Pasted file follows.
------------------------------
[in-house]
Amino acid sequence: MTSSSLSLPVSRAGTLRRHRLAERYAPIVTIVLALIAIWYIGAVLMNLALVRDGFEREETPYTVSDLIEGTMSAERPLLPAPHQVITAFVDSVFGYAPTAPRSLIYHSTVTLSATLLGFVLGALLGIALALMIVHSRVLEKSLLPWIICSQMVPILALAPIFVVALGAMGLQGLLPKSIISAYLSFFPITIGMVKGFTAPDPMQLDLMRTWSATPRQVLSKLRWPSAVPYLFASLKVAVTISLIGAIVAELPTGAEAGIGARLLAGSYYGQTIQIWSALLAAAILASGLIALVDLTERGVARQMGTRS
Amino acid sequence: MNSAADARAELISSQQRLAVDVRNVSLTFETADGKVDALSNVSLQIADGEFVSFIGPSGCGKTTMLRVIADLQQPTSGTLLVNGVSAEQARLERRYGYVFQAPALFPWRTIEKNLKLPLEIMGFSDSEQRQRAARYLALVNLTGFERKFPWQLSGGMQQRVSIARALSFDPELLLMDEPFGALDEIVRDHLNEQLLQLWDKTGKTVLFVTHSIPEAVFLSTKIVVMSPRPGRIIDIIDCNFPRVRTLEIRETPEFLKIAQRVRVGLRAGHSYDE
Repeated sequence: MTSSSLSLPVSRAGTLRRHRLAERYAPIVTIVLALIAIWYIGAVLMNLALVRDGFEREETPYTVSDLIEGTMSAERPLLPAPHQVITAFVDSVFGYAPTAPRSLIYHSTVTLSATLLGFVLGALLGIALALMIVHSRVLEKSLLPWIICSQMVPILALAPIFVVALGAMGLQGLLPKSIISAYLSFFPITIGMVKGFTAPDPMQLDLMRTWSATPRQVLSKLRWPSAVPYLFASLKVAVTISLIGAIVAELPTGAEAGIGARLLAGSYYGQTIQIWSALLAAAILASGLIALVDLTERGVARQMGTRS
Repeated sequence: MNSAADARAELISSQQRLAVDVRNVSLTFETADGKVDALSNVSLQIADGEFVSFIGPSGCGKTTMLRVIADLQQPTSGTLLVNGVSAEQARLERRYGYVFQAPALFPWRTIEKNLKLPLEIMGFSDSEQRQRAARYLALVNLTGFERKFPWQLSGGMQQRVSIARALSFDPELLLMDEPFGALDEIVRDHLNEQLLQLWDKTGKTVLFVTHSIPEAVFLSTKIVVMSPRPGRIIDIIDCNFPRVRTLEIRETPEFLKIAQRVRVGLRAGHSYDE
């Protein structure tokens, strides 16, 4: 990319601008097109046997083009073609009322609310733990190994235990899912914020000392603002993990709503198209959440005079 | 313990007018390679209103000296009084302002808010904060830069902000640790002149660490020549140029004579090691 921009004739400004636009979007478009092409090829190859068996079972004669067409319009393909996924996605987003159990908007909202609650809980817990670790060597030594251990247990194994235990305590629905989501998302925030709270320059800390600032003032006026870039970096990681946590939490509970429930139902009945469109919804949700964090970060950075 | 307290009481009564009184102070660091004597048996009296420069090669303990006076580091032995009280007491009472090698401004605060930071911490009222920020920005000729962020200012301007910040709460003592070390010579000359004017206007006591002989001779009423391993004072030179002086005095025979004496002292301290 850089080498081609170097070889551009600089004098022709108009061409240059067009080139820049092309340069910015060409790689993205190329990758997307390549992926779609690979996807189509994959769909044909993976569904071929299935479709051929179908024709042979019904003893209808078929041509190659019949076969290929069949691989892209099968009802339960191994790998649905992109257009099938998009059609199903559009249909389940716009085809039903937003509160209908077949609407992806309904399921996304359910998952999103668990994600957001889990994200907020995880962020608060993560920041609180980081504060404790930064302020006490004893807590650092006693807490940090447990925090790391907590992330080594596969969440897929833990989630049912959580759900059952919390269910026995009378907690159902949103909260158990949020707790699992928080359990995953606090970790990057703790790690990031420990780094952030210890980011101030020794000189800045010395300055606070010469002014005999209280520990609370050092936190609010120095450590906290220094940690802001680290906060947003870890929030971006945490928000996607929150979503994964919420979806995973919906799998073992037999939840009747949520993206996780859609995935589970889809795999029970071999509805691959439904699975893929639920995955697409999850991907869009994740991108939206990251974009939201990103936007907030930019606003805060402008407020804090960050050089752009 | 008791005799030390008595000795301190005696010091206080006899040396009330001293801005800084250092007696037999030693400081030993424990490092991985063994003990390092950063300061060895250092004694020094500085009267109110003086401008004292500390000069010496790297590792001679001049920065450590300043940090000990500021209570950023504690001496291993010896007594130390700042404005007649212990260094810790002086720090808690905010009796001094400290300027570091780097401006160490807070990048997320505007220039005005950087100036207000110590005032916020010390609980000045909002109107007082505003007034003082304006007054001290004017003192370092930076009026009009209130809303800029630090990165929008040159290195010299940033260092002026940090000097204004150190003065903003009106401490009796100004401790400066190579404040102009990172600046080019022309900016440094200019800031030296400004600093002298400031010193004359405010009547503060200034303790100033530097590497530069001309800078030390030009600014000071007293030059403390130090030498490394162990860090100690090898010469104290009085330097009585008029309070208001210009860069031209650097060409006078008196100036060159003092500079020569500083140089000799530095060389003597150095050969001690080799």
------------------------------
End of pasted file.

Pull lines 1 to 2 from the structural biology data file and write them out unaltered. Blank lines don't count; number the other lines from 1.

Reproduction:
[in-house]
Amino acid sequence: MTSSSLSLPVSRAGTLRRHRLAERYAPIVTIVLALIAIWYIGAVLMNLALVRDGFEREETPYTVSDLIEGTMSAERPLLPAPHQVITAFVDSVFGYAPTAPRSLIYHSTVTLSATLLGFVLGALLGIALALMIVHSRVLEKSLLPWIICSQMVPILALAPIFVVALGAMGLQGLLPKSIISAYLSFFPITIGMVKGFTAPDPMQLDLMRTWSATPRQVLSKLRWPSAVPYLFASLKVAVTISLIGAIVAELPTGAEAGIGARLLAGSYYGQTIQIWSALLAAAILASGLIALVDLTERGVARQMGTRS